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Retailers spend a lot of time, money and effort to entice you to buy merchandise in their stores.

And salespeople are skilled at persuading undecided shoppers to open their wallets, even when they hadn’t intended to.

That’s part of a capitalist system and should be expected by any savvy shopper.

But it doesn’t mean consumers are powerless once they cross the retail-store threshold.

Many tricks, tactics and strategies can lead to paying lower prices in the store or reaping better value from the money you spend.

Here are some examples:

Decipher price tags. Sometimes retailers use secret price codes. A glance at a price tag will tell you whether an item is truly on sale or clearance.

For example, Costco Wholesale prices ending in .97 instead of .99 indicates a markdown, says personal-finance guru Clark Howard, whose new book is “Clark Howard’s Living Large for the Long Haul.”

At Target, prices ending in 9 are at full retail price, while prices ending in 8 or 6 are discounted, but might be cut again. Those ending in 4 are the lowest they will get.

At Sam’s Club, a “C” means it’s on clearance, and prices ending in the digit 1 signal the item is marked down below cost, Howard said. Similar systems are in effect for Home Depot, Gap, Old Navy, Sears and Office Depot, according to Lifehacker.com. As a general rule, a price ending in something other than 9 is a good sign.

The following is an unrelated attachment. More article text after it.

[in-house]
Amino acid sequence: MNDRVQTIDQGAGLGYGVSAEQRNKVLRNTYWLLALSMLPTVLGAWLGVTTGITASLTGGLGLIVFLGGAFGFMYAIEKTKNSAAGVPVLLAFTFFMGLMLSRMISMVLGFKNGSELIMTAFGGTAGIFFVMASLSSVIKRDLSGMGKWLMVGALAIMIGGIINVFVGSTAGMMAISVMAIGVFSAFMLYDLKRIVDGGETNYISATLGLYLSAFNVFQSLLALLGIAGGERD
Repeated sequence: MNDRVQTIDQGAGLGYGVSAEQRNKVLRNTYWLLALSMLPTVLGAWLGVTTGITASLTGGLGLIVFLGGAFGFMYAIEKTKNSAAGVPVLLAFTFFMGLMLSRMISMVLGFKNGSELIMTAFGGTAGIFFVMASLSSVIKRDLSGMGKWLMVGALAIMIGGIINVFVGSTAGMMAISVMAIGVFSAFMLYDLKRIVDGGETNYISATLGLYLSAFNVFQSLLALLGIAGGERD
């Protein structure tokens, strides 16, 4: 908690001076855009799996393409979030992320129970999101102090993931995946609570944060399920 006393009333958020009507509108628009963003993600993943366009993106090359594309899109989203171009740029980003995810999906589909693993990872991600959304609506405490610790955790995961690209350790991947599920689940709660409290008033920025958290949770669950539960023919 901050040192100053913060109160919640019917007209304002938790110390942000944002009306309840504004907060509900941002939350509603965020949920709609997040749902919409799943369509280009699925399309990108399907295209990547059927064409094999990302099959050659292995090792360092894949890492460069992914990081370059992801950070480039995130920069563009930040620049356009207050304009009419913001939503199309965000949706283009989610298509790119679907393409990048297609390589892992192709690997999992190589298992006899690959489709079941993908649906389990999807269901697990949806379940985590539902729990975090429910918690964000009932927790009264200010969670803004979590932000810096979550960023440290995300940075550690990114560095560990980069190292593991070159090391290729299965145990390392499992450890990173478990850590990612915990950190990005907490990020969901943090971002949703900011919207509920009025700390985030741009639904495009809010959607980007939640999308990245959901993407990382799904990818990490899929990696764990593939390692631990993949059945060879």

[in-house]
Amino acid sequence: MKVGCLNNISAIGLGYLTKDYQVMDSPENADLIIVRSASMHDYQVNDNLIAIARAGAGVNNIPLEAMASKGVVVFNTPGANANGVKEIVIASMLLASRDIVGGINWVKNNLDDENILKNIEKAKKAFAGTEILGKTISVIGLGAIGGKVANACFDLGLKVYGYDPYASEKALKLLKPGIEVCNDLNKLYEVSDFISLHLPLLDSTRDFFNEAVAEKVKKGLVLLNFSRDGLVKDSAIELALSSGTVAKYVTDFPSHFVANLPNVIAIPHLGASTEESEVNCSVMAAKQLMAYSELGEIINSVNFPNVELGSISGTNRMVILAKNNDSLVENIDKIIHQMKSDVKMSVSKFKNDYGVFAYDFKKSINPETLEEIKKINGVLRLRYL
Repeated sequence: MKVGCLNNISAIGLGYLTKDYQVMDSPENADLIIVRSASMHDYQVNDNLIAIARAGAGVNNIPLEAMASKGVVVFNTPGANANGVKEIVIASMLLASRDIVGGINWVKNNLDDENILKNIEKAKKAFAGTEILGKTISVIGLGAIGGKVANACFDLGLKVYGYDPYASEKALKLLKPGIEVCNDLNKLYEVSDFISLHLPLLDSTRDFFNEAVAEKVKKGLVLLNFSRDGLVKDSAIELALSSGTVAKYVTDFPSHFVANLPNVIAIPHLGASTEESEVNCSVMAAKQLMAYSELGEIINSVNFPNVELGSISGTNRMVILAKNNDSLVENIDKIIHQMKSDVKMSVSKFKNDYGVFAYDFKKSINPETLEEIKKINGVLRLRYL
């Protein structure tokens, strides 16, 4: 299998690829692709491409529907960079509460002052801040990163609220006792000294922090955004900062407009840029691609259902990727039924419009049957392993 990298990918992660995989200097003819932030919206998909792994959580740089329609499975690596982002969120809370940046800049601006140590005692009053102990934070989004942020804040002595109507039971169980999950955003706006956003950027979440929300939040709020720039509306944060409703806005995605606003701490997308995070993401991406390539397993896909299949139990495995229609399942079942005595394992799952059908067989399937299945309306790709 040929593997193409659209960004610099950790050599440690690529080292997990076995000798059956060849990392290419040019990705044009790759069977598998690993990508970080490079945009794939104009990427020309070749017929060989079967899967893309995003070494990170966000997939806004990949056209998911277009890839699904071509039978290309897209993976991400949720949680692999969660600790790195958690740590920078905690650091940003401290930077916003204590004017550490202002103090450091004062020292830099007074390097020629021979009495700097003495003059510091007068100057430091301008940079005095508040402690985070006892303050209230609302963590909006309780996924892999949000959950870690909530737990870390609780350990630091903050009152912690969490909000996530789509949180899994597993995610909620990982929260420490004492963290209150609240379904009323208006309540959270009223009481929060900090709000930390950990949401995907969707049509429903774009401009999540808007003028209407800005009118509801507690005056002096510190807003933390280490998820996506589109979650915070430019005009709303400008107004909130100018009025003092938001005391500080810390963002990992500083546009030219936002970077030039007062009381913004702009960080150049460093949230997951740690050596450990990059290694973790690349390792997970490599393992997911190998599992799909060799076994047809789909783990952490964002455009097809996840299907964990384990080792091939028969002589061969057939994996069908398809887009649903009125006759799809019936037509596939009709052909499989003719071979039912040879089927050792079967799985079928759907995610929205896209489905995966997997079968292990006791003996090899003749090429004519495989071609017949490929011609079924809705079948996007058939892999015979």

Beware the accessory up-sell. Smart shoppers research big-ticket purchases, such as a cellphone or television, but they can be tripped up by unexpected pitches for add-ons. Among the priciest are accessories.

For example, computer printers usually don’t come with a cable to attach to a computer. A friendly salesperson can remind you of this and sell you a $25 printer cord. Instead, stop at a dollar store on the way home and pick up a perfectly usable cord for a buck.

Similarly, today’s televisions are best used with an HDMI cord to hook to the cable or satellite box. Cables can cost $20 to $100 in-store. Skip that and go online to Monoprice.com
or Amazon.com to find HDMI cables for about $5.

Videophiles say there is no difference in picture and audio quality. With cellphones, the aftermarket cases and chargers will usually be far cheaper somewhere other than the electronics or wireless-phone store. And when buying a new car, beware of the F&I, or finance and insurance, room. That’s where they up-sell you on such items as fabric and paint protection and extended warranties.

Warranties warranted? Extended warranties, more properly called service contracts, are another hard-sell up-sell, especially on electronics and appliances.

Personal-finance experts and consumer advocates generally are not fans of buying them. They’re almost pure profit for retailers.

Many purchases are covered by the manufacturer for a period of time. And if you made the purchase on a credit card, the card may extend that warranty.

For autos, service contracts are “a losing bet,” said Consumer Reports.

Because vehicles are so reliable nowadays, “the chance of needing extended warranty coverage just isn’t as great as it used to be,” it said.

If you really want a service contract, be clear on what it covers.

Haggle. Part of talking to salespeople is to simply ask for a price break. Be nice and maintain your walkaway leverage.

“When you ask for a discount, ask confidently like there is no reason in the world why your wish should not be granted,” said author and shopping expert Mark Di Vincenzo.

You have more negotiating power if you’re considering several purchases or can find flawed items or floor models for sale. Use phrases such as, “Is there any wiggle room in that price?” and “Gee, that’s more than I wanted to spend.”

If you can’t bargain down the price, ask for free throw-ins, such as home delivery of an appliance, clothing alterations and no-interest financing.